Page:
Circuit Nominees Sail Through Judiciary Comm.

     WASHINGTON (CN) – Federal judges David Hamilton and André Davis easily cleared the Senate Judiciary Committee Thursday on their path to the federal appeals court. While both nominees were potentially controversial, senators spent almost no time debating their individual qualifications and instead used the opportunity to debate President Obama’s statement that judges should have empathy.

     Hamilton from Indiana is headed to the 7th Circuit Court of Appeals based in Chicago, and Davis from Maryland is going to the 4th Circuit based in Richmond, Virginia.
     With rulings on a couple hot-button legal issues, Hamilton was the more criticized nominee. In one decision, he banned the Indiana legislature from referring to Jesus Christ in opening prayers. In another, he ruled unconstitutional a state law requiring that clinics offer women alternatives to abortion no longer than 18 hours before the procedure.
     The other nominee, Davis, is filling a seat that’s been vacant for almost ten years. As a black judge, he brings some racial diversity to the Fouth Circuit bench and he would balance political backgrounds on what is widely considered the most conservative U.S. appellate court.
     The 4th Circuit currently seats five judges appointed by Democrats and six appointed by Republicans.
     At Thursday’s hearing, Oklahoma Republican Tom Coburn expressed concern that Hamilton had allowed empathy to determine his decisions, adding that he “chose to ignore” the “rules and construction of the law.”
     Vermont Democrat Patrick Leahy, who chairs the committee, pointed to the nomination of Justice Clarence Thomas by then-President George H.W. Bush, where Bush said empathy was part of the criteria in appointing a Supreme Court justice.
     Leahy added that he couldn’t remember a single republican objecting at the time.
     Obama is trying to be bipartisan, Leahy suggested with a hint of irony, by using the same criterion in his judicial nominations as the Republicans.
     But Arizona Republican Sen. Jon Kyl did not agree. He said Obama’s view that judges should have compassion is “fundamentally wrong.”
      “There is always a legal reason to rule one way or the other,” said Kyl. “You don’t have to default to what’s in your heart.”
     That criticism of Obama’s views prompted sarcasm from Leahy, who said, “It kind of makes you wonder how he ever got elected.”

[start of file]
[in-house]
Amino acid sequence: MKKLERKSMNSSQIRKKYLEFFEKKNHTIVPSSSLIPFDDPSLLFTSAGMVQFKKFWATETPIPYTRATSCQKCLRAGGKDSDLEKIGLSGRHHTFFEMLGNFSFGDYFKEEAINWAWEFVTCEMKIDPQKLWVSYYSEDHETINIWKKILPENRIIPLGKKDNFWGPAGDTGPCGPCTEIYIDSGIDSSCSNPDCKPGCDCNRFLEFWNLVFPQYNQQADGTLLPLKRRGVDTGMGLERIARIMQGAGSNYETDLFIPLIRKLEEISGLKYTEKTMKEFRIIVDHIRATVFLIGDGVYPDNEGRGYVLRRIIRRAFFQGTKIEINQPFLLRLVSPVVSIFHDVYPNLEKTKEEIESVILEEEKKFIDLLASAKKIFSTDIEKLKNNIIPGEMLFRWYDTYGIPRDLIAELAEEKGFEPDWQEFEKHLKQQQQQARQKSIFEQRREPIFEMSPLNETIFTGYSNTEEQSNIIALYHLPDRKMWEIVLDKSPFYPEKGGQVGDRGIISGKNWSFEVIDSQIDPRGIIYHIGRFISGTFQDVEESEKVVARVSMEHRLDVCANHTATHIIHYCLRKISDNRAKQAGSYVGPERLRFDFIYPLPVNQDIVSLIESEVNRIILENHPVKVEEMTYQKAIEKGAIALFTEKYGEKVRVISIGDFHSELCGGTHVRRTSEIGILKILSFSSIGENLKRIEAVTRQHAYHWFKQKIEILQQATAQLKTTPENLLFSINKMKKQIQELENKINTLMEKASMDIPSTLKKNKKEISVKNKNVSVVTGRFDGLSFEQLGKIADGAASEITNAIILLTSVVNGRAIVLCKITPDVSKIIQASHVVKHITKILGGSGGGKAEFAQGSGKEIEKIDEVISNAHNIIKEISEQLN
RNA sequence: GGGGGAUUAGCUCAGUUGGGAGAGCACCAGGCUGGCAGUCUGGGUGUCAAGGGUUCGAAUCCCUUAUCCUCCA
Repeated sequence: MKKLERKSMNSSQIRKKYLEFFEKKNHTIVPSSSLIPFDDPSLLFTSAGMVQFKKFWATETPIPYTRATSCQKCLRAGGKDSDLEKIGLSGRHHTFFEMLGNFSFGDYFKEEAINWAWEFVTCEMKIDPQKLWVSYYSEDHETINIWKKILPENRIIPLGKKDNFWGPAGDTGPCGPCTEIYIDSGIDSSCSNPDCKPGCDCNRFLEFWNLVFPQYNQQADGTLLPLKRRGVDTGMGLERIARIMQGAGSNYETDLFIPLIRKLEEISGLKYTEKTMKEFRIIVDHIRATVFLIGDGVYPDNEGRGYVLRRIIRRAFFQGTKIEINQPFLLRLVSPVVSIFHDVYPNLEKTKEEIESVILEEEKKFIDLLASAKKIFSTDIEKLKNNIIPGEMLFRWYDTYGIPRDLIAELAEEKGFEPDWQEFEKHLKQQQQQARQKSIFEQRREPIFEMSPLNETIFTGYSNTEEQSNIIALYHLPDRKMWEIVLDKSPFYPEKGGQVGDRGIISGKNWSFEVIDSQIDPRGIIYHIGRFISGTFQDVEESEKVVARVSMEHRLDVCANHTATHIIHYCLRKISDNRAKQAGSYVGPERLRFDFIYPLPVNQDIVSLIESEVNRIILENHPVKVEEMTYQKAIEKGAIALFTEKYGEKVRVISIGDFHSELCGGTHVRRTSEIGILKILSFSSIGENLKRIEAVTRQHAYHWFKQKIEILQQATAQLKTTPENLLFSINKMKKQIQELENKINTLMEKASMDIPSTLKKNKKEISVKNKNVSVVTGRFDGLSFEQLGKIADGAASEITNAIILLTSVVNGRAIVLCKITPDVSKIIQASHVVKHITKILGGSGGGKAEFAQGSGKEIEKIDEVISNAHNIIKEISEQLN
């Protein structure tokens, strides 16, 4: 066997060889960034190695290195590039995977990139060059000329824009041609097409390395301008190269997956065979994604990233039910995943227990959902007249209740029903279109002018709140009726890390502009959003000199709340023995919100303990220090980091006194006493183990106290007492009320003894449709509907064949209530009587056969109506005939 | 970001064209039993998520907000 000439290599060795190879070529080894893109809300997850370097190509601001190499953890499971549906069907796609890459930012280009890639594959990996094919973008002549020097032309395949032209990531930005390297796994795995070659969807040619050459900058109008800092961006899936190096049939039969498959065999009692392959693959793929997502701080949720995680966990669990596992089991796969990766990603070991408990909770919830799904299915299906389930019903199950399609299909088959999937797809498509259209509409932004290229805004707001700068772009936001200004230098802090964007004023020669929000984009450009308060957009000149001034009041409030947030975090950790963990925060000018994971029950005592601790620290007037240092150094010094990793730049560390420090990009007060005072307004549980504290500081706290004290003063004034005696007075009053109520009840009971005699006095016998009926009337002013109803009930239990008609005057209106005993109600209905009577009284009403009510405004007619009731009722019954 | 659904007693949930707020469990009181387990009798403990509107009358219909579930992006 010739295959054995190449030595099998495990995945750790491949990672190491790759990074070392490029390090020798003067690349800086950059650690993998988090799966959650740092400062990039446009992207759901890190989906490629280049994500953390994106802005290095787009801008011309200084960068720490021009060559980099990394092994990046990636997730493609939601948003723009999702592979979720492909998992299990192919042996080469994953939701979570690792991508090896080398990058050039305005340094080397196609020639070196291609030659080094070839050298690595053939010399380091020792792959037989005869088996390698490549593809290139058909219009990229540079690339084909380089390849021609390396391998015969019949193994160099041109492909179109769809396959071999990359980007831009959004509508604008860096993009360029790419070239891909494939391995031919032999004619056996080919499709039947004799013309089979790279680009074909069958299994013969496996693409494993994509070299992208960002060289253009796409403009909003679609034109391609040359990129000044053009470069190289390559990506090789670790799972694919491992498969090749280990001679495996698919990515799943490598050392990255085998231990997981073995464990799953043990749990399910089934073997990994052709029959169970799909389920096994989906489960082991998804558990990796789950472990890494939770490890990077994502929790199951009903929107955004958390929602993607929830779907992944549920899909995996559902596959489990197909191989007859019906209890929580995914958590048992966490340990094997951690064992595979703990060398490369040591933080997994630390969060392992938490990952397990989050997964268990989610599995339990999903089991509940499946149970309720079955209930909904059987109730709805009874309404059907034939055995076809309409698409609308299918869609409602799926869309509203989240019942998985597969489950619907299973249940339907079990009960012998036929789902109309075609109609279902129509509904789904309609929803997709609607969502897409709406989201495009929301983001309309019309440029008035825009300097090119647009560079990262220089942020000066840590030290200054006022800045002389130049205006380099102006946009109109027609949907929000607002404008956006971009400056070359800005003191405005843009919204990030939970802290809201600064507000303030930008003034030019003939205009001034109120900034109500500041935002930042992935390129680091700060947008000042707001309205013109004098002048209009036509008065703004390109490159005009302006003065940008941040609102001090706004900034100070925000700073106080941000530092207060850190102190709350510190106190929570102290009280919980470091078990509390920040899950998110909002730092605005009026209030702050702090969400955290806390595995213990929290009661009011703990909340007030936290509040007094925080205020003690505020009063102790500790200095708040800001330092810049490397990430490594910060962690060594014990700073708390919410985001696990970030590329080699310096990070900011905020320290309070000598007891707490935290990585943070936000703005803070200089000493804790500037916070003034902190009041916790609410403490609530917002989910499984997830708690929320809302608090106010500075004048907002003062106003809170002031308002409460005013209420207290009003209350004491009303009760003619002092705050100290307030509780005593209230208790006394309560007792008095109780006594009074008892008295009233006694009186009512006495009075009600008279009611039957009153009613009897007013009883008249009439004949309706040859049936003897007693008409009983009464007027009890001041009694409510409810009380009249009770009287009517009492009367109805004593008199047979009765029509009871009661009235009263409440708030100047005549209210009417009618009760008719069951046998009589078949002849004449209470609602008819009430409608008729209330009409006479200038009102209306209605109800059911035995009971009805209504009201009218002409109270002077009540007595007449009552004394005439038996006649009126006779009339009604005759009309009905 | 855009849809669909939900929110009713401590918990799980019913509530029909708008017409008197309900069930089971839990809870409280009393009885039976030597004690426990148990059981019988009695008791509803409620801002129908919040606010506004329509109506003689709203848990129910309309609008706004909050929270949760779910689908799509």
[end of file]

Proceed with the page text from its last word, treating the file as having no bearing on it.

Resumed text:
“I’ve sometimes asked myself that question,” answered Kyl.
     The Republican from Arizona continued by comparing a judge to an umpire, saying umpires call the strikes but don’t make the rules. He said the umpire can’t change the size of the strike zone to help out a team that hasn’t won the World Series — a comment that brought California’s Senator Dianne Feinstein into the fray.
     “The American judiciary is not just a counter of balls and strikes!” said the Democratic Sen. Dianne Feinstein. “This isn’t just law,” she stated. It’s also humanity and mercy and compassion. “That we have to appoint a judge that has none of the above is astounding!”
     The nomination of Davis is less controversial but it dredged up some bitter history.
     Alabama Republican Senator Jeff Sessions criticized six reversals of rulings where Davis had suppressed police evidence.
     Rhode Island Democratic Senator Sheldon Whitehouse said that if Sessions uses the standard that a judge can’t be reversed, a district court judge will never become an appellate court judge.
     Sessions also expressed some bitterness over the seat’s history, where former President George W. Bush tried unsuccessfully to fill the position three times.
     Leahy mentioned that one of Bush’s nominees to the 4th Circuit was “convicted of fraud.”
     Leahy was apparently referring to Claude Allen. He was Bush’s top domestic policy advisor who was later accused of taking $5,000 worth of merchandise from department stores.
     Hamilton’s nomination passed on 12-7 vote. Davis passed on a 16-3 vote.

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